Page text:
This website aims to provide information pertaining to high-stakes testing. These tests originated in the United States during the 1980s as a result of the publication, “A Nation at Risk”, which indicated that education in other countries was of better quality compared to the United States, therefore they were producing larger quantities of educated workers, which improved the economies.20 Despite this report, which was produced during the Reagan administration, the George W. Bush administration’s “No Child Left Behind” mandate perpetuated the problem with the requirement of high-stakes testing in public schools, for students in grades 3-8 and 10-12th in the areas of math, reading and science tests.20 Once this mandate went into effect, the negative impacts of high-stakes testing affected every aspect of the school realm, from students, teachers and administrators.21 This website was established to educate and raise awareness of issues surrounding high-stakes testing and to introduce grassroots organizations that are advocating for change.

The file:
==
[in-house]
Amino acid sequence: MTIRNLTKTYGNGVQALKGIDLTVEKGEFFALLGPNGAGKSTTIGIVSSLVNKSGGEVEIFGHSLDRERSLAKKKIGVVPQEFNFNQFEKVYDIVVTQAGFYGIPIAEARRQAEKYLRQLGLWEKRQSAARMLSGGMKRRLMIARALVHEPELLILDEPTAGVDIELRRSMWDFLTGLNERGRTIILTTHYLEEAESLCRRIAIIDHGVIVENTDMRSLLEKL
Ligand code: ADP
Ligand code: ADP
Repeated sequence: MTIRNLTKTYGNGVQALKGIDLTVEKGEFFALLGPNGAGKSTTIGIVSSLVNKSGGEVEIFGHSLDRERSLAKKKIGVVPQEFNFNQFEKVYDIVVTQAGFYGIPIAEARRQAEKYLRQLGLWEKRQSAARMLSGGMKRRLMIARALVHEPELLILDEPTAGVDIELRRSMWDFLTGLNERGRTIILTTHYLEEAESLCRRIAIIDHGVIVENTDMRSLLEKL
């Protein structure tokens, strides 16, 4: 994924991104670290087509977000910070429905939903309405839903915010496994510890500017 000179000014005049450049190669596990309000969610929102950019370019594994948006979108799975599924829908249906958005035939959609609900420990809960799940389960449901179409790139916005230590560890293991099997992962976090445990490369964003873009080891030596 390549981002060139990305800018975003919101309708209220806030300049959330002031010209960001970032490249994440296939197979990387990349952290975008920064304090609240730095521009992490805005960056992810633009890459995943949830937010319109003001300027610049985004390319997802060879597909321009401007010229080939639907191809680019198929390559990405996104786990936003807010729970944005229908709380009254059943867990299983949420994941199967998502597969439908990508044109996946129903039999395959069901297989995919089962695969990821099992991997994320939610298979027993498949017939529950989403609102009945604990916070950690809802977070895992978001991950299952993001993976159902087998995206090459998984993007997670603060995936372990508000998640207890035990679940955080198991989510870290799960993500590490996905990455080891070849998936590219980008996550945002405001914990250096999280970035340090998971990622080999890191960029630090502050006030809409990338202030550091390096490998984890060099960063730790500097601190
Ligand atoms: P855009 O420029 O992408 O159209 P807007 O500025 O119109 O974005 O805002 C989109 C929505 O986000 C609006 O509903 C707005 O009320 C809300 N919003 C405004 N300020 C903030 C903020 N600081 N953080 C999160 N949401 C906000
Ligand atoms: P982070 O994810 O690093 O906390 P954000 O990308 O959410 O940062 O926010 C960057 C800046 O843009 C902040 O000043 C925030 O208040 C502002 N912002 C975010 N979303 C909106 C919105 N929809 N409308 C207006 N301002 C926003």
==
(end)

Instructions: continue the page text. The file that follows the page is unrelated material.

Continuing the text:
We don’t want kids who are good test takers,” she says, “we want kids who are engaged, curious, and excited. We want them to find a passion they can pursue.”
– Dineen Majcher (Co-founder of Texans Advocating for Meaningful Student Assessment)28
“Students, parents, and educators know there is much more to a sound education than picking the right answer on a multiple-choice question.”
– Secretary of Education Arne Duncan (2013 speech to the American Educational Research Association)30